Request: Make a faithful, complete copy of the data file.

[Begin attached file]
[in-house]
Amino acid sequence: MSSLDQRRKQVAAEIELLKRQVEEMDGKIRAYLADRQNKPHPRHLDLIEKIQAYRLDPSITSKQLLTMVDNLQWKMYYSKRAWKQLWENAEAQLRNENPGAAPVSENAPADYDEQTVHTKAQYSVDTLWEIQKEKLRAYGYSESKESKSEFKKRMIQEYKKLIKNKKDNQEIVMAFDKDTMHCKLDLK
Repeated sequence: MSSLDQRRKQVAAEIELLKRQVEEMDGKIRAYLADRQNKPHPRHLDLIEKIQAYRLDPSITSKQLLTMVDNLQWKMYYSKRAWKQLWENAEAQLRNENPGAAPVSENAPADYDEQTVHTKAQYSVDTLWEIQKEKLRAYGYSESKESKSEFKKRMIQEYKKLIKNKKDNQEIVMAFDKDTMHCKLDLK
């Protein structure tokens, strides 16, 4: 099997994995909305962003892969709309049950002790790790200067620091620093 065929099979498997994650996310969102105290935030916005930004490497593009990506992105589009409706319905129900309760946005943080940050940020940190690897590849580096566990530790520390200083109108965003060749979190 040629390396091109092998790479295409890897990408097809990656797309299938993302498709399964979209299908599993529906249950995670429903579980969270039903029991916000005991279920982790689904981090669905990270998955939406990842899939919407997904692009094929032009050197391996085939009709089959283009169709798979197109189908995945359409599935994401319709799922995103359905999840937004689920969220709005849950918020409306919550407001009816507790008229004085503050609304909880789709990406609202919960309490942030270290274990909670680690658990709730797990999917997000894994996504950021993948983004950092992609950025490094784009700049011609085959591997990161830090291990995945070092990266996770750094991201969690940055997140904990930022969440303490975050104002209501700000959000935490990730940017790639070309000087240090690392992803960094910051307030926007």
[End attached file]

[in-house]
Amino acid sequence: MSSLDQRRKQVAAEIELLKRQVEEMDGKIRAYLADRQNKPHPRHLDLIEKIQAYRLDPSITSKQLLTMVDNLQWKMYYSKRAWKQLWENAEAQLRNENPGAAPVSENAPADYDEQTVHTKAQYSVDTLWEIQKEKLRAYGYSESKESKSEFKKRMIQEYKKLIKNKKDNQEIVMAFDKDTMHCKLDLK
Repeated sequence: MSSLDQRRKQVAAEIELLKRQVEEMDGKIRAYLADRQNKPHPRHLDLIEKIQAYRLDPSITSKQLLTMVDNLQWKMYYSKRAWKQLWENAEAQLRNENPGAAPVSENAPADYDEQTVHTKAQYSVDTLWEIQKEKLRAYGYSESKESKSEFKKRMIQEYKKLIKNKKDNQEIVMAFDKDTMHCKLDLK
């Protein structure tokens, strides 16, 4: 099997994995909305962003892969709309049950002790790790200067620091620093 065929099979498997994650996310969102105290935030916005930004490497593009990506992105589009409706319905129900309760946005943080940050940020940190690897590849580096566990530790520390200083109108965003060749979190 040629390396091109092998790479295409890897990408097809990656797309299938993302498709399964979209299908599993529906249950995670429903579980969270039903029991916000005991279920982790689904981090669905990270998955939406990842899939919407997904692009094929032009050197391996085939009709089959283009169709798979197109189908995945359409599935994401319709799922995103359905999840937004689920969220709005849950918020409306919550407001009816507790008229004085503050609304909880789709990406609202919960309490942030270290274990909670680690658990709730797990999917997000894994996504950021993948983004950092992609950025490094784009700049011609085959591997990161830090291990995945070092990266996770750094991201969690940055997140904990930022969440303490975050104002209501700000959000935490990730940017790639070309000087240090690392992803960094910051307030926007």